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Readings: 2nd Sunday before Advent

08 November 2013


Malachi 4.1-2a; 2 Thessalonians 3.6-13; Luke 21.5-19

Heavenly Father, whose blessed Son was revealed to destroy the works of the devil and to make us the children of God and heirs of eternal life: grant that we, having this hope, may purify ourselves even as he is pure; that when he shall appear in power and great glory we may be made like him in his eternal and glorious kingdom; where he is alive and reigns with you, in the unity of the Holy Spirit, one God, now and for ever. Amen.

LIVING and working at Durham Cathedral, I find it hard to envisage a situation where the building is destroyed, no stone left upon another, and all thrown down. The cathedral has stood for nearly a millennium to the glory of God. Countless visitors describe it as a prayed-in place, in which they feel (sometimes surprisingly, even involuntarily) drawn closer to God.

We hear endless stories of people who did not expect to encounter God here, but do so, and leave with their lives transformed in some way. Were it to be destroyed, all that would end, and many of us would face serious questions about God's presence and power to save, as well as our vocation to serve God through the ministry and mission of the cathedral. How would we add it all up?

Herod began building his temple a few years before Jesus's birth, creating a fantastic edifice that was still being added to when Jesus was there. Although Jesus spoke before the fall of Jerusalem and its destruction in AD 70, Luke wrote about 20 years later, and his readers heard his words in the light of those terrible events, when something built to be impregnable lay in ruins, and the city at the heart of their relationship with God was razed to the ground.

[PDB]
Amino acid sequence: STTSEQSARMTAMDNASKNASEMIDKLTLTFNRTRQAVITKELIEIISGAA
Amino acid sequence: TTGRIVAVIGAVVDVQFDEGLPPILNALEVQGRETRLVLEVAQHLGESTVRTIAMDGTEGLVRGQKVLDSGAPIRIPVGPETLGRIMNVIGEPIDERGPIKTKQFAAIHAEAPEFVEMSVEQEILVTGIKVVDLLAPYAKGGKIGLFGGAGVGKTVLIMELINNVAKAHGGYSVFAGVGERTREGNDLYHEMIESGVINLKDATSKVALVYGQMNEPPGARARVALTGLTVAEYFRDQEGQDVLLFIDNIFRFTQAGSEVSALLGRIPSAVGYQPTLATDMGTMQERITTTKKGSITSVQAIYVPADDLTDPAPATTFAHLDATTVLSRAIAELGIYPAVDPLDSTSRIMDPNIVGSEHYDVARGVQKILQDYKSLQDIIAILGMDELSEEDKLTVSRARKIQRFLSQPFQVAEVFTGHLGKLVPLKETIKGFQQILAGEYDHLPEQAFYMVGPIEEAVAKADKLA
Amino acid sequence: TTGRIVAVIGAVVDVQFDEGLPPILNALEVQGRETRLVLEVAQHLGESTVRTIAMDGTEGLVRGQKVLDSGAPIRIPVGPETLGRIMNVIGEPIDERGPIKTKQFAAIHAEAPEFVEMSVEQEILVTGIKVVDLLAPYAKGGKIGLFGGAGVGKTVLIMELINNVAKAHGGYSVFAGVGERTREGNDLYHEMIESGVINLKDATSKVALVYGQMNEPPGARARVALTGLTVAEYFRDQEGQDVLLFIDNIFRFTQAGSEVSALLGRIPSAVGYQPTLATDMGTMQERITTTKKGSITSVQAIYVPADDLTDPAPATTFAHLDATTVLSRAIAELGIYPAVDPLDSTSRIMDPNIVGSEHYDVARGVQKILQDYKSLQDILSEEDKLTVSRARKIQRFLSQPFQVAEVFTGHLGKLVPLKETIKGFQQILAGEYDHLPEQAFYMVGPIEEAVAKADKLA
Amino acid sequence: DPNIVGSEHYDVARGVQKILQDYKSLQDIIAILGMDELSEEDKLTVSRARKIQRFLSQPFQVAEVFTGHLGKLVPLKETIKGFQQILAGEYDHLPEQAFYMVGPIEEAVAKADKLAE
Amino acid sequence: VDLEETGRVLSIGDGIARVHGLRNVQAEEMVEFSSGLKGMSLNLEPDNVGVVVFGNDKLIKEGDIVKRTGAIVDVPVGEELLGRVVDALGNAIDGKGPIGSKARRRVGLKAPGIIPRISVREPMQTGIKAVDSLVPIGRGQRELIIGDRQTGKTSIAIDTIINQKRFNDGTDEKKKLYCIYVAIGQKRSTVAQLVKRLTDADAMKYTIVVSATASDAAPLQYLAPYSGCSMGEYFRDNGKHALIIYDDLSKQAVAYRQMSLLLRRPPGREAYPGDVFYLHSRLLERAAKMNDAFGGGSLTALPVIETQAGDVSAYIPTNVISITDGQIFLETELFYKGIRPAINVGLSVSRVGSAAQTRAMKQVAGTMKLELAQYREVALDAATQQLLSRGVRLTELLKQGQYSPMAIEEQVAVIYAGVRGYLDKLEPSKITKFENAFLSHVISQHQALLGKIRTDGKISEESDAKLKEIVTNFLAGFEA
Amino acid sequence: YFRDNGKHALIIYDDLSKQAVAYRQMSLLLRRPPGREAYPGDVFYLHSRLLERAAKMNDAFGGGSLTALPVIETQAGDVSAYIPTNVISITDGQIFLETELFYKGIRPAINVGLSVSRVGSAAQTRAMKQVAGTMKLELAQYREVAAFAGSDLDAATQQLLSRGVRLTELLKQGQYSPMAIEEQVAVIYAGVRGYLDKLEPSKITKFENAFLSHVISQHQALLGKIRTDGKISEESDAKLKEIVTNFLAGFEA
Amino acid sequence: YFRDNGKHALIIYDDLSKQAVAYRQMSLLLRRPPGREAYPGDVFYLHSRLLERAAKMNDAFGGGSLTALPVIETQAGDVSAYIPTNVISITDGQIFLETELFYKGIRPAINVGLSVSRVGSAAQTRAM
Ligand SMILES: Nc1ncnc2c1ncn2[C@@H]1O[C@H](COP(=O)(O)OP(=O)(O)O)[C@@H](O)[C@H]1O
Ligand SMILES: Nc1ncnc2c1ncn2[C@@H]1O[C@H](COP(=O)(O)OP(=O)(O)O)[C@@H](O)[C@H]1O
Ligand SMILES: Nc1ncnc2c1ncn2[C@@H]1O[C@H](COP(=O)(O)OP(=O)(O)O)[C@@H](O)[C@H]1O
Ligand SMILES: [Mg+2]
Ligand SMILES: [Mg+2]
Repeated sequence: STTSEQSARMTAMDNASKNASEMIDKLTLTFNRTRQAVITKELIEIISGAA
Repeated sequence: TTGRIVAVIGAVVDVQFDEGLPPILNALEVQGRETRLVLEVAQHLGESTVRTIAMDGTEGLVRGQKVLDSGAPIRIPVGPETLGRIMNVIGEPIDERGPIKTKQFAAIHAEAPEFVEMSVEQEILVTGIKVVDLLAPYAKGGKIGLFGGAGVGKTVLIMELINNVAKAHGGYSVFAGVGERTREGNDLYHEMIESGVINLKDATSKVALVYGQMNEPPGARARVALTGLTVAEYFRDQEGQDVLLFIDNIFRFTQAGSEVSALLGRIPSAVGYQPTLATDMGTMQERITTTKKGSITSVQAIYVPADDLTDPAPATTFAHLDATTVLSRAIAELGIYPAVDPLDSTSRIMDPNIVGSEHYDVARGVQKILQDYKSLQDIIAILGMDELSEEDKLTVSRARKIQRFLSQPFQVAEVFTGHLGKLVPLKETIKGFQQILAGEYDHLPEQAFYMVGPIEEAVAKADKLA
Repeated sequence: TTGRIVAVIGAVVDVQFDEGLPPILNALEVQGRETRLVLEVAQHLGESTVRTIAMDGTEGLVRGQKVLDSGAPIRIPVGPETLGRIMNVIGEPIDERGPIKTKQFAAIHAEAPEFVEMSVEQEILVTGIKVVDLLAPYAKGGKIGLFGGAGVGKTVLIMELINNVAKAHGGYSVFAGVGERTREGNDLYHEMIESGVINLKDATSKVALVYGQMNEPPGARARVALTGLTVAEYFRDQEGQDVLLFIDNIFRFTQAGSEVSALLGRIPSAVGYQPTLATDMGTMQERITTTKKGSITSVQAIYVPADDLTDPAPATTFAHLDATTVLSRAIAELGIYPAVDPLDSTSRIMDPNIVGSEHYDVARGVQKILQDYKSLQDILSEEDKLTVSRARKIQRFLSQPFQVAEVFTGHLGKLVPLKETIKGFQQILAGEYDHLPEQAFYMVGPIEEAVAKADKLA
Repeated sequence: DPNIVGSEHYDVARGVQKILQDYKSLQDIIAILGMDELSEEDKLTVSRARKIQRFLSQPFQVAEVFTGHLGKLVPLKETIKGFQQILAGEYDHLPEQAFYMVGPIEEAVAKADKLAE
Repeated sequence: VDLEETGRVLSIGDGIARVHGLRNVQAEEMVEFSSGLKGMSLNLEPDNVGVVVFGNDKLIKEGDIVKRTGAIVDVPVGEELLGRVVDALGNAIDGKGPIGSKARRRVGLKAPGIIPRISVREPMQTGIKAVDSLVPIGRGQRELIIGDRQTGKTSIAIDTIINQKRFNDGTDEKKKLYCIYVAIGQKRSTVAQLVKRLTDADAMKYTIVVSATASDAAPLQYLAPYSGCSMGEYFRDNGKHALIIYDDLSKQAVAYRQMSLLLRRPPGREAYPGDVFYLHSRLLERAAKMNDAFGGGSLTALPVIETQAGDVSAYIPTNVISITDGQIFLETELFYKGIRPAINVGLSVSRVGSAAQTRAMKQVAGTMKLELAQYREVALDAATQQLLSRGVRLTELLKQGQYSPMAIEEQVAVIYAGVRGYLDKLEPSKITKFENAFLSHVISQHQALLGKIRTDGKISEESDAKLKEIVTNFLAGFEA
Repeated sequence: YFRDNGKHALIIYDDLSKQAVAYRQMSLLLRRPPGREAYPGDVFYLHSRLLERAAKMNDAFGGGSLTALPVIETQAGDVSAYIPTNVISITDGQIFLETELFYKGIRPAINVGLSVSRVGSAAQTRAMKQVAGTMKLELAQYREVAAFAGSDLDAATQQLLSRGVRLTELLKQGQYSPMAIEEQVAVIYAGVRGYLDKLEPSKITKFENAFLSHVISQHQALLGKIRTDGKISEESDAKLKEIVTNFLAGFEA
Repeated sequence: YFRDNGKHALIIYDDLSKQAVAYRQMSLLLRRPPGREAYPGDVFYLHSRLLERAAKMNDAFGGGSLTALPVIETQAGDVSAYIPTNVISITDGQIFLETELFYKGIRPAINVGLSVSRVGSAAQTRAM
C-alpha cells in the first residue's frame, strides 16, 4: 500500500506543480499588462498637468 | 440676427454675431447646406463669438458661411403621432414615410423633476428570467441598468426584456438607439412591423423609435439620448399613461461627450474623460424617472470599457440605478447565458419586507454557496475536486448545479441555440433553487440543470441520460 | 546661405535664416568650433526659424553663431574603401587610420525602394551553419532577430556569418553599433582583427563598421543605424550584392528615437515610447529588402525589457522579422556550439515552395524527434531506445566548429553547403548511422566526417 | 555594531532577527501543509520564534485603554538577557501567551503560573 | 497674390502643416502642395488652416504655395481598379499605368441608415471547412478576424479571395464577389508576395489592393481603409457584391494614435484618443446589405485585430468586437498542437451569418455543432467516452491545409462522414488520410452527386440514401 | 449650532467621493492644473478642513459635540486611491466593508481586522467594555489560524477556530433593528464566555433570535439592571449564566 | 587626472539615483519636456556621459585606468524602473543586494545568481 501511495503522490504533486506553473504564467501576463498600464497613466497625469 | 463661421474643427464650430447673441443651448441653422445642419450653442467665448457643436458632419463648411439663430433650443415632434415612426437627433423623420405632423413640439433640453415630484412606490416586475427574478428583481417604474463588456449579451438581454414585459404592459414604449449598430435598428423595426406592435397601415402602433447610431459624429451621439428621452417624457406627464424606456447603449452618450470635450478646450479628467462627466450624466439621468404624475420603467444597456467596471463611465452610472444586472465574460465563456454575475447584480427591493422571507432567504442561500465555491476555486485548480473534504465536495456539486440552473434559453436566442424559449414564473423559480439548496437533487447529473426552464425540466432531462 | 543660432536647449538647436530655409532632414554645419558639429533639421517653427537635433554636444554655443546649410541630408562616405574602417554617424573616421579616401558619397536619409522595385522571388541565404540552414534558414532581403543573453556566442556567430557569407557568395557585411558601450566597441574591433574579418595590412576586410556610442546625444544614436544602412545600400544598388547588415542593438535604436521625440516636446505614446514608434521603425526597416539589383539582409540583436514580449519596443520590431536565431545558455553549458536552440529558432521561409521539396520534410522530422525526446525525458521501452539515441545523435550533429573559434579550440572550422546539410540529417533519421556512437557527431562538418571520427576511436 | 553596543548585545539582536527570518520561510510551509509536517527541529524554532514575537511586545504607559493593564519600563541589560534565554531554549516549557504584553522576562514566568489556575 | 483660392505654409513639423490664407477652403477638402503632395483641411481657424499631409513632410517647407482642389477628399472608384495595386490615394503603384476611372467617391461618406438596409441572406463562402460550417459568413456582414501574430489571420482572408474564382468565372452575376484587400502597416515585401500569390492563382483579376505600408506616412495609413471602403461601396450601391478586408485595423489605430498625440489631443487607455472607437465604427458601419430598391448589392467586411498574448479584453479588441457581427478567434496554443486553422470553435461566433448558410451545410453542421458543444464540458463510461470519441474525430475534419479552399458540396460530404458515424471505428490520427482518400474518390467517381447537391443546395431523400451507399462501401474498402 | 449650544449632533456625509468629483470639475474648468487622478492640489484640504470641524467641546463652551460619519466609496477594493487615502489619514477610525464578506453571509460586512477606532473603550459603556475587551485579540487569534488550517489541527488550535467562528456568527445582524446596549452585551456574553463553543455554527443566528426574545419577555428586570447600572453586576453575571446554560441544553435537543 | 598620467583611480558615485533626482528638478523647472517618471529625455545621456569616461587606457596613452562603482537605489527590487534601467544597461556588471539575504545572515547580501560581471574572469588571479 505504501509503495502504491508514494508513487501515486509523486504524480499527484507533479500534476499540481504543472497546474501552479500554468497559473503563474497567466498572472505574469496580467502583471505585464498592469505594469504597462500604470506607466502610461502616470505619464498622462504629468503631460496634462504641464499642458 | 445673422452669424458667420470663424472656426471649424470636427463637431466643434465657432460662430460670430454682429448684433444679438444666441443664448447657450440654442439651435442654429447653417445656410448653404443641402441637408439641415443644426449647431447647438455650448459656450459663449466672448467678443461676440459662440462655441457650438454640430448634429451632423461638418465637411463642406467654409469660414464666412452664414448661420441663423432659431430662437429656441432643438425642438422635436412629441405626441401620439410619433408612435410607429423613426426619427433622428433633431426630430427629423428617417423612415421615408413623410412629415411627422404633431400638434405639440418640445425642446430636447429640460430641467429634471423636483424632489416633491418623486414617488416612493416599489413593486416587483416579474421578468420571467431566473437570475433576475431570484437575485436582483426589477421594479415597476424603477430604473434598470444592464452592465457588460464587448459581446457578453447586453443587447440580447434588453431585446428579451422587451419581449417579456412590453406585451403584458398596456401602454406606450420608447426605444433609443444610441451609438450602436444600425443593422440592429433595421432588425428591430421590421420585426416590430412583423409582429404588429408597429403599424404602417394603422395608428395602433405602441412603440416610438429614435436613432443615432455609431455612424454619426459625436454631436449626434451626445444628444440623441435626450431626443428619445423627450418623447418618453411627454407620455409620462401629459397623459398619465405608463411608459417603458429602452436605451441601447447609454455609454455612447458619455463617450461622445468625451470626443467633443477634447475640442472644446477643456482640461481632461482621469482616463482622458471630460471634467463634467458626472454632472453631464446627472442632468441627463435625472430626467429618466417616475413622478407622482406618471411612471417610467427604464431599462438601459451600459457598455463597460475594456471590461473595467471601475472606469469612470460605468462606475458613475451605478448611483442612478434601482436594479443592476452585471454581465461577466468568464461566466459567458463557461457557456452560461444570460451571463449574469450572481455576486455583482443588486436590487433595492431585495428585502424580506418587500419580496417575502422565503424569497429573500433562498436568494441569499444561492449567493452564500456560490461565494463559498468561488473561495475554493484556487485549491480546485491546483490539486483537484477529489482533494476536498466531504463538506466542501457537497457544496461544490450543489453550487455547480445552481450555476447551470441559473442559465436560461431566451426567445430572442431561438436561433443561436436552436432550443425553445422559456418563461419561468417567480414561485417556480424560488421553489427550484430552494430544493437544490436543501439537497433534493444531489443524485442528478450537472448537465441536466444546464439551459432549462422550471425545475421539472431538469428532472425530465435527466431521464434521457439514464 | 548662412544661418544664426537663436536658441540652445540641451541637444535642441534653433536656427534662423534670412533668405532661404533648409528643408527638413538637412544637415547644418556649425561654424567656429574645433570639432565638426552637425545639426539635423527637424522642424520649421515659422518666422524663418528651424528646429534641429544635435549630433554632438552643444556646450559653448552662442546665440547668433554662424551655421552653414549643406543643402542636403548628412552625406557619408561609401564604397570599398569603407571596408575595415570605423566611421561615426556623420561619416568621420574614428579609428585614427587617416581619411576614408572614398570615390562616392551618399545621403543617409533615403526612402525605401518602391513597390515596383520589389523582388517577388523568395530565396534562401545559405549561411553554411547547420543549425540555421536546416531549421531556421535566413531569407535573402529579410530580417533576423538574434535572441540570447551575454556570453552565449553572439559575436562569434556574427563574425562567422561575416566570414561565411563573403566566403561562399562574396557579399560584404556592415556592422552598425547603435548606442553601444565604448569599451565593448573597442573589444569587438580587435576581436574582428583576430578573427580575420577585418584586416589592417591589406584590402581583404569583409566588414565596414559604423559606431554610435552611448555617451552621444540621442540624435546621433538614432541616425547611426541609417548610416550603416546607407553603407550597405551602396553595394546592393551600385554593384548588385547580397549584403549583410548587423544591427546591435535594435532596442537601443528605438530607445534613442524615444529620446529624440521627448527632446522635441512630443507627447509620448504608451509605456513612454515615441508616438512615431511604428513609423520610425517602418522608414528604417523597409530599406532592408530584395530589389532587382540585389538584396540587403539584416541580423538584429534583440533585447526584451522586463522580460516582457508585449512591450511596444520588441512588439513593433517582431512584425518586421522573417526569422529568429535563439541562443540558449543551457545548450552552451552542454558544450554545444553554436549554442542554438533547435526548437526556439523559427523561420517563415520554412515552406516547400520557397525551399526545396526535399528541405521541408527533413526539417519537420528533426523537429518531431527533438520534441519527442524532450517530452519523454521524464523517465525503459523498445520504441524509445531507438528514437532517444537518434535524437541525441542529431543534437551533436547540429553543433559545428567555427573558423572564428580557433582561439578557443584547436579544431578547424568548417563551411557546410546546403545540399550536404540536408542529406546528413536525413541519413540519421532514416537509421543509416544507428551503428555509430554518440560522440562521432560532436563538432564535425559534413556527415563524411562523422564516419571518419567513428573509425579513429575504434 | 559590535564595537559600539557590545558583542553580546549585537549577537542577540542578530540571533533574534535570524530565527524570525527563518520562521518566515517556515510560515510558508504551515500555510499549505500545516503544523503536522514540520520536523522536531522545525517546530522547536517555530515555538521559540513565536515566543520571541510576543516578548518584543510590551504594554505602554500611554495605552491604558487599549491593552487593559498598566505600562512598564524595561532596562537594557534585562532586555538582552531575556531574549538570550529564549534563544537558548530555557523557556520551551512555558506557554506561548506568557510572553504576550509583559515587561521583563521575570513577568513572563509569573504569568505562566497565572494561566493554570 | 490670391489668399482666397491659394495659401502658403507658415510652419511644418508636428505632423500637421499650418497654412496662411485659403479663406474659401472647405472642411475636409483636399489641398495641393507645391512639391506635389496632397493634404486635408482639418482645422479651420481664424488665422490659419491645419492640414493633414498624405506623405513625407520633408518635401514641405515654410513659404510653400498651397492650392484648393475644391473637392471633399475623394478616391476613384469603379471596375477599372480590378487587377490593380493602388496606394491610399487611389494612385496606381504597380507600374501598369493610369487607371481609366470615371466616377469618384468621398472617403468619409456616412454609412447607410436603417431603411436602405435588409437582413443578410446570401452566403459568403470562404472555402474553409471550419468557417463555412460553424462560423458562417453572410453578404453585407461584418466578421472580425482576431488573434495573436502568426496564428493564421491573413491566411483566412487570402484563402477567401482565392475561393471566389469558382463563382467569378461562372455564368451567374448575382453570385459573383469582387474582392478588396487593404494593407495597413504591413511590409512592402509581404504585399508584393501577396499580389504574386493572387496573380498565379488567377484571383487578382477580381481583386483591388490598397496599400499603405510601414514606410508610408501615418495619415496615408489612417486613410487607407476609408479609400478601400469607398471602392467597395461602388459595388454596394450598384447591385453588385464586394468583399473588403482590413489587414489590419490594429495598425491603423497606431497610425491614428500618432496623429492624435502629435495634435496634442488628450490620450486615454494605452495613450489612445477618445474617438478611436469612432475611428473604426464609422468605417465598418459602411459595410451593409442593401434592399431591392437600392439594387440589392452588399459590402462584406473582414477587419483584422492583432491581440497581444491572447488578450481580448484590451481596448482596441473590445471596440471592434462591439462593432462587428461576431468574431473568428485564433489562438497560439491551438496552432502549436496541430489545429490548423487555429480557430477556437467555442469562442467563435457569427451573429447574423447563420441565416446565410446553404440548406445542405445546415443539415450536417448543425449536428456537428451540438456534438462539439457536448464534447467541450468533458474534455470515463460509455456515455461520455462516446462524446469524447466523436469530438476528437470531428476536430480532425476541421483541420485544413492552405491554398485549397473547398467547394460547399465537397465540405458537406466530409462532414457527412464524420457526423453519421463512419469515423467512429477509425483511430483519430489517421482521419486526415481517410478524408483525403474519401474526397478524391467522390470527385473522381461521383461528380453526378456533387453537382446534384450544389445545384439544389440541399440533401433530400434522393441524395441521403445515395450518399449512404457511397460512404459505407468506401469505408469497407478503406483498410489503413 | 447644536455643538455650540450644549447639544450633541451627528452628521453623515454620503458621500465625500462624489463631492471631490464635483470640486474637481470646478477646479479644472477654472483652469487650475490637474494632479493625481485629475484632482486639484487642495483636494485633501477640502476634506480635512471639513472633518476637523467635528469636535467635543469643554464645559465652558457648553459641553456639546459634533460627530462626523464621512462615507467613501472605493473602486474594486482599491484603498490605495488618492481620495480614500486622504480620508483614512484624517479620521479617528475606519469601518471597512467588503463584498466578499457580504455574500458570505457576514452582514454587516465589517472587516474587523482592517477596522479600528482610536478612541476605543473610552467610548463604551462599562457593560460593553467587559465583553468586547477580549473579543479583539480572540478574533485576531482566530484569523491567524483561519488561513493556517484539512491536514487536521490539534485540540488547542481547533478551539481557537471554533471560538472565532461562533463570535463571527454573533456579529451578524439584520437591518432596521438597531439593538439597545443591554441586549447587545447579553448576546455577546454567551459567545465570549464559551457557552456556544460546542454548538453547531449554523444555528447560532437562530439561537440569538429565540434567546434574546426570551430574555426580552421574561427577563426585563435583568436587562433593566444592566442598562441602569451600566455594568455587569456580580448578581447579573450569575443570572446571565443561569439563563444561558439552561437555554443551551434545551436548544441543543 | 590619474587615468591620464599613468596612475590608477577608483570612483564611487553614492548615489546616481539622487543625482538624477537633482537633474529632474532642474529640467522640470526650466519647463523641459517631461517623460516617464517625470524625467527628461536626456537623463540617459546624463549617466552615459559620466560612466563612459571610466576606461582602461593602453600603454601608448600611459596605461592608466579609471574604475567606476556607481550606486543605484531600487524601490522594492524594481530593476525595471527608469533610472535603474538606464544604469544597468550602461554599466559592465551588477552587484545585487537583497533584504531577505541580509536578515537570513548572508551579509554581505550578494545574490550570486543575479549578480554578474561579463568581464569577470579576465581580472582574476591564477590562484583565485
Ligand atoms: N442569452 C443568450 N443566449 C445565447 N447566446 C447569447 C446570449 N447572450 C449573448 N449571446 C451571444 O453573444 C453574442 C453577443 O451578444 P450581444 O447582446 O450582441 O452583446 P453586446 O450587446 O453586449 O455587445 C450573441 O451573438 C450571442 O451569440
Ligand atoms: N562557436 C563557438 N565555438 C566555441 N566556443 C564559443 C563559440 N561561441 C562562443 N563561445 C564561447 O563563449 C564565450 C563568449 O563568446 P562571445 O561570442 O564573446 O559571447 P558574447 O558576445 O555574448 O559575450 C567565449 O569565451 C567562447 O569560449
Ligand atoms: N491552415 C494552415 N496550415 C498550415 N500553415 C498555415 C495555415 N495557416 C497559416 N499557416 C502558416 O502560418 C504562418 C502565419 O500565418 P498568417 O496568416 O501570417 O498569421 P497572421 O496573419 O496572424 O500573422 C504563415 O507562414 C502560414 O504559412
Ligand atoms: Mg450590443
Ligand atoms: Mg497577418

Faced with such faith-shattering events, being reminded that Jesus looked ahead to them would help people keep faith through the confusion. These words, astonishing and bewildering at the time, were, with hindsight, words to sustain the faithful in times of trial.

It was the comment on the beauty of the temple's stones and gifts dedicated to God which gave Jesus the cue to undermine any confidence in the buildings. These are hard words for people who love church buildings that have faithfully borne witness to the gospel over the centuries.

Malachi's call for reverence of God is always the appropriate response, and his judgement on the arrogant challenges any over-confidence in the works of our own hands. Buildings can be profound bearers of the gospel, and the underlying question is not about buildings per se, but about where our trust is placed: in the splendour of the buildings, or in the God whom we worship in them.

Significantly, these hard words followed immediately from Jesus's drawing attention to a widow who offered two small copper coins to the treasury of that same temple; he commended her for giving everything, more than all the people who gave some of their spare cash put together. Her small, sacrificial giving for the temple's upkeep indicated the orientation of her heart.

Jesus's words are a challenge to be faithful to God through thick and thin, to be wise and not misled: in Malachi's words, to revere God's name in times of burning trial; in Paul's words, not to be weary in doing what is right. Then we need not fear the fallout from desolating destruction such as that which Luke's readers recalled when they heard Jesus's words read to them.

Cataclysm is not finality in God's hands: persevering faith is still needed. Jesus said that, paradoxically, troubles would provide opportunities to testify in all kinds of unlikely places, for which meticulous preparation was unnecessary, since they could not guess where they would find themselves. If they had radical, persevering trust in God, he would provide the needed words. This is illustrated by Paul's experiences in front of people he never expected to meet, and his eloquence as the need arose: a tent-maker instructed a king (Acts 24-25; Philippians 1.12-30).

All this should influence our prayers for Christians in Egypt, Pakistan, Nigeria, and other places of persecution where church buildings are destroyed. The contrast between the violent destruction of the temple and Jesus's reassurance that not even a hair of their heads would perish, hairs that were counted by God (Luke 12.7), is stunning. The widow knew that. Therein lies our confidence in God, and the basis for the exhortation not to be terrified when trouble strikes. As we approach Advent, this is a big challenge about our hope and our commitment.


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